"Glory be! " I exclaimed. That soil was rich! The stalks were spreading out all over. I had to rush along to keep ahead of them.
By the time I got to the end of the furrow the first stalks had blossomed, and the pods had formed, and they were ready for picking.
You can imagine our excitement. Will's ears wiggled. Jill's eye's crossed. Chester's nose twitched. Hester's arms flapped. Peter's missing front teeth whistled. And Tom stood on his head.
"Willjillhesterchesterpeterpollytimtommarylarryand littleclarinda," I shouted. "Harvest them beans!"
Within an hour we had planted and harvested that entire crop of beans. But it was hot working in the sun! I sent Larry to find a good acorn along the road. We planted it, but it didn't grow near as fast as I had expected. We had to wait an entire three hours for a shade tree.
Of course, there was a secret to that topsoil. A government man came out and made study of the matter. He said there had once been a huge lake in that part of Iowa. It had taken thousands of years to shrink up to our pond, as you can imagine. The lake fish must have been packed in worse than sardines. There's nothing like fish to put nitrogen in the soil. That's a scientific fact. Nitrogen makes things grow to beat all.
Discuss the adjectives "rich" and "poor" used to describe soil-- why do you think these are good descriptions of soil?
Our job will be to examine these soil samples and figure out what the difference is between rich fertile soil and poor infertile soil.
Separate the living and once-living organic materials from the non-living inorganic materials.
You could have students draw a graphic organizer such as a word web to help them organize the different components.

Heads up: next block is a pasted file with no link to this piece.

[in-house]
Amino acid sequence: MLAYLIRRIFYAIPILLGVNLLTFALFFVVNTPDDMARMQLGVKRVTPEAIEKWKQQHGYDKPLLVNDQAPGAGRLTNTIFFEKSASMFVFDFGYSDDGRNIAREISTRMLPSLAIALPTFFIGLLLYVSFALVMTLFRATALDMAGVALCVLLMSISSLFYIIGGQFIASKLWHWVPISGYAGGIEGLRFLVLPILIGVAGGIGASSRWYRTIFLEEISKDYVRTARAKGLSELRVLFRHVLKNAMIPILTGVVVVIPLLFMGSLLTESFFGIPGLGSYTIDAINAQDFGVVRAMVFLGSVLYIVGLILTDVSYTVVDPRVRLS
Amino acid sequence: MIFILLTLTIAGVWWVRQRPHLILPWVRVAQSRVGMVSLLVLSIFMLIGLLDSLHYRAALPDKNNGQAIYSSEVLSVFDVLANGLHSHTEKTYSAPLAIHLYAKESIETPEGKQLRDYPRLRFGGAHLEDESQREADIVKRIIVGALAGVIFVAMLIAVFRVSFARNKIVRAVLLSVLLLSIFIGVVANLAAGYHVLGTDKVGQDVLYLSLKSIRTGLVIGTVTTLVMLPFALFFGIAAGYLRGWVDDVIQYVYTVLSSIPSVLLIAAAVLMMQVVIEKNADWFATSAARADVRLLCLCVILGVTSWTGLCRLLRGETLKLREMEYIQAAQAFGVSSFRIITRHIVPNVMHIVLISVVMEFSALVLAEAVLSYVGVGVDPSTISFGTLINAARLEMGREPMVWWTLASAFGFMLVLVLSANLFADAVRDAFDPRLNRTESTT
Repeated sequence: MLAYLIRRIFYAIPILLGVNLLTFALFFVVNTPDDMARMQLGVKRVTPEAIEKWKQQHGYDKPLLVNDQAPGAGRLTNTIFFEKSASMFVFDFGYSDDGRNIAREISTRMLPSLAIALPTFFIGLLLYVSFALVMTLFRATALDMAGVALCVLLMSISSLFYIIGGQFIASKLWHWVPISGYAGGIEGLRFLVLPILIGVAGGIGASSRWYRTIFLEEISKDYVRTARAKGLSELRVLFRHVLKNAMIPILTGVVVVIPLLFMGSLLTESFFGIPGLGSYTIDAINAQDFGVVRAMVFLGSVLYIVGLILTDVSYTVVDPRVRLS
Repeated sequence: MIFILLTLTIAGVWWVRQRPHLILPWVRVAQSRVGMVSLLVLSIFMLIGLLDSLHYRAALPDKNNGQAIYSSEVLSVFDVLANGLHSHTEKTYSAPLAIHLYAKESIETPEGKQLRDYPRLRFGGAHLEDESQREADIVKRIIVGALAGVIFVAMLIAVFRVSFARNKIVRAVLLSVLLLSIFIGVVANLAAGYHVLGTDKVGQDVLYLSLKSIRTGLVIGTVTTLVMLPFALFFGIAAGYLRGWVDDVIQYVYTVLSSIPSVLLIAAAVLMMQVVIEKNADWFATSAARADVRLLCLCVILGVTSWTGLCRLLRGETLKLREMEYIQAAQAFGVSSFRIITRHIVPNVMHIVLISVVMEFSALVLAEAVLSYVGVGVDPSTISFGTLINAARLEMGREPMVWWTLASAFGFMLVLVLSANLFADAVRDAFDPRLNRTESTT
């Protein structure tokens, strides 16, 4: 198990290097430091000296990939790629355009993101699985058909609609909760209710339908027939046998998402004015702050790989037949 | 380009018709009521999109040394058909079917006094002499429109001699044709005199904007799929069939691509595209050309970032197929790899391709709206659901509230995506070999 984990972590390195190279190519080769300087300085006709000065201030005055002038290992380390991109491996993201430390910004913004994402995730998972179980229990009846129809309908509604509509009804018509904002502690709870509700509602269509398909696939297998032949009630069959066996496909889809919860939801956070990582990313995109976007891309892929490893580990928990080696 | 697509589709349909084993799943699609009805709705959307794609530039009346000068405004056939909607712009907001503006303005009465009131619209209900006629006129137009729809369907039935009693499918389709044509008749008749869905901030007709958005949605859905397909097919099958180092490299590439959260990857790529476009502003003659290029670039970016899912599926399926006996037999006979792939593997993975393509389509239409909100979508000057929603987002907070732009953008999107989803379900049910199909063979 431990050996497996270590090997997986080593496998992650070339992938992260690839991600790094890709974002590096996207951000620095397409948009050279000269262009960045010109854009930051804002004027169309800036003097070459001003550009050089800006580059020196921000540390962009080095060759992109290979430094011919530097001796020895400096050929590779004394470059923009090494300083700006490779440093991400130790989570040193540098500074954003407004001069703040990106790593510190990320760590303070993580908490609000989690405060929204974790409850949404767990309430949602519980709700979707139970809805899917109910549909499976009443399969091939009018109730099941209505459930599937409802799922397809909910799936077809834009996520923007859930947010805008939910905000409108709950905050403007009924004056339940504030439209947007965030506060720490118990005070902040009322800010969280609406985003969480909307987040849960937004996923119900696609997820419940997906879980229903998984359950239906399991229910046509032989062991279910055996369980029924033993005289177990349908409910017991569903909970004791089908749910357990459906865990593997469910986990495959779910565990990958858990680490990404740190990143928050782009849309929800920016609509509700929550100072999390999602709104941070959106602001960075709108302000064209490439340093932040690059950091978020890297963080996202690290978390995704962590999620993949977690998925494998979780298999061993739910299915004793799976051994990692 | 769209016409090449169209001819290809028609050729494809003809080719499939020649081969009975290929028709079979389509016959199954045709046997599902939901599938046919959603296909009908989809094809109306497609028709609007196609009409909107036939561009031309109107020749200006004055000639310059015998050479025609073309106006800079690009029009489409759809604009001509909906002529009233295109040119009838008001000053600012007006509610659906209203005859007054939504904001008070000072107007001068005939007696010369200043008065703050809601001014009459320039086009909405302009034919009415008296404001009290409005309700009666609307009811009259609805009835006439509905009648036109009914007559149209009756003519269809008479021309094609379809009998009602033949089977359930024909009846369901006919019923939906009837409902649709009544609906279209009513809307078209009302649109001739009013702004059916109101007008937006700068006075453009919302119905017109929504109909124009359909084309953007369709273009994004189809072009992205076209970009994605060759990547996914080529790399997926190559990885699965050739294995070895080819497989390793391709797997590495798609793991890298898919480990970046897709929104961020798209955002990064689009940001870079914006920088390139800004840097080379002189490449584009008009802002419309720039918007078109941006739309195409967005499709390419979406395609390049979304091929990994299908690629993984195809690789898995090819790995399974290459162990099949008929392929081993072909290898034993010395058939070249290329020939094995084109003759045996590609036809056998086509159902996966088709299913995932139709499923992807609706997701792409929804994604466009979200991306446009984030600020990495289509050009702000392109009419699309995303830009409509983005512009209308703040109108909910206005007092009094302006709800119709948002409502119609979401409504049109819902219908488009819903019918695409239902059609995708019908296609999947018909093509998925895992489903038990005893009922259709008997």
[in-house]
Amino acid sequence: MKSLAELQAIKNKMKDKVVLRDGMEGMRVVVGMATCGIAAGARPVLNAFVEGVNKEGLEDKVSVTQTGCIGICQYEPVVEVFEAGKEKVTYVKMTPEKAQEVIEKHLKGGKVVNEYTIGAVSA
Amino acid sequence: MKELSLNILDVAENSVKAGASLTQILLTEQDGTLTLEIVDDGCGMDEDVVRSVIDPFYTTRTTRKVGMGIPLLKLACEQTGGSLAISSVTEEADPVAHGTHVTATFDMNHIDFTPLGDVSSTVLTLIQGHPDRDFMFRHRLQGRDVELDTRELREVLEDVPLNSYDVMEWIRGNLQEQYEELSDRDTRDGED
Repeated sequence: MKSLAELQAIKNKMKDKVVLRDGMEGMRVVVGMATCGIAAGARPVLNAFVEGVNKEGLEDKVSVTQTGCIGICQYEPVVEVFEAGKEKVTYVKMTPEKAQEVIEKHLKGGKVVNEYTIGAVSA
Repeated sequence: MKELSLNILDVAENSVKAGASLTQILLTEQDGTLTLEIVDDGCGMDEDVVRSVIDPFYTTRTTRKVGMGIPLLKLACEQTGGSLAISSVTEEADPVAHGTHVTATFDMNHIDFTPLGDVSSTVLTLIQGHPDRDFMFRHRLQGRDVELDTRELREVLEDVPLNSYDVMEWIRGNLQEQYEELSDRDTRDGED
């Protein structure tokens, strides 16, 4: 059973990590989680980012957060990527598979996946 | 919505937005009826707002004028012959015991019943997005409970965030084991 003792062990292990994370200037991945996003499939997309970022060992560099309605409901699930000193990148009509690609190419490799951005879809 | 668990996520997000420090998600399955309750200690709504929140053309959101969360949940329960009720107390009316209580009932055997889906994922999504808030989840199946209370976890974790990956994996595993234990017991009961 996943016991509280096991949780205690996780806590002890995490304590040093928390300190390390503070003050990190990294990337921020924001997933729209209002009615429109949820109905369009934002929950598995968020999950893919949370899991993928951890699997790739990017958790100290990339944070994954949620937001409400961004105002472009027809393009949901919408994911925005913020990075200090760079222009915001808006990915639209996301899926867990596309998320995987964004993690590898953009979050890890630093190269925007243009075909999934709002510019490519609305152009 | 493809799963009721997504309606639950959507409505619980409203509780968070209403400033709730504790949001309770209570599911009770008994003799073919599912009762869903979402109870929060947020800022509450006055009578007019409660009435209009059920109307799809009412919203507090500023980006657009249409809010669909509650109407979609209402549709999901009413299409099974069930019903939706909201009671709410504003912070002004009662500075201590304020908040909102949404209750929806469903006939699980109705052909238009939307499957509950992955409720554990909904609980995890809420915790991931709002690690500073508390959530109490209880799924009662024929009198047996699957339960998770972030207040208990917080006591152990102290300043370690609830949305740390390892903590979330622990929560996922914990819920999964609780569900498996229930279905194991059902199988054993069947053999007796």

McBroom's Rich Fertile Soil
Things that are Different
Things that are alike about the two soils
Old MacDonald's Poor Infertile Soil
Things that are Different
They need to look for things that are similar between the soils and things that are different. Use words and pictures to complete the diagram.
Example: The fertile soil from McBroom's farm had lots of organic material in it. There were decaying plants and even a worm. We think the organic matter provided the nutrients that the plants needed to grow better. The soil had enough air in it for the plants to live and the right amount of water.
The infertile soil from Old MacDonald's farm was very (sandy, dry, loose) or (heavy, wet, sticky, hard) so it did not have the right amounts of air and water. There was hardly any organic matter in it, so there weren't enough nutrients for the plants to grow.
Can we help Old MacDonald with his problem?
Can he improve the soil on his farm so his crops will grow better?
What are some things you think would help?
Encourage students to discuss plans with their families to allow child to have a small garden plot or flower garden. Have student teach family what they can do to make the soil fertile.
The flowers in Bob's garden are dying. The roots and stems are all waterlogged. What does he need to do?
A. Mix more clay in with the soil
B. Mix more sand in with the soil
C. Water the flowers more
D. Add fertilizer
Dickinson, V.L, Young, T.A. (1998) Elementary Science and language arts: Should we blur the boundaries? Retrieved 1/4/2007 from http://www.education.ky.gov/KDE/
Helping teachers see, understand, and implement instructional practices which rely on teachers' strengths in language arts instruction to improve their teaching of science content could be a solution to the lack of confidence in science instruction.
Nixon, D.T. Akerson, V. L. (2002) Building Bridges: Using Science as a Tool to Teach Reading and Writing. Retrieved 1/4/2007 from http://www.education.ky.gov/KDE/
This study cited many previous studies that proved the value of integrating science and language arts. There are many reasons to consider the integration of science and language arts. The most compelling is evidence showing cognitive parallels. Reading, writing, and science all require a combination of cognitive processes and the activation of conceptual knowledge. The strategies that are applicable to reading and writing are comparable with the strategies used to construct science understanding.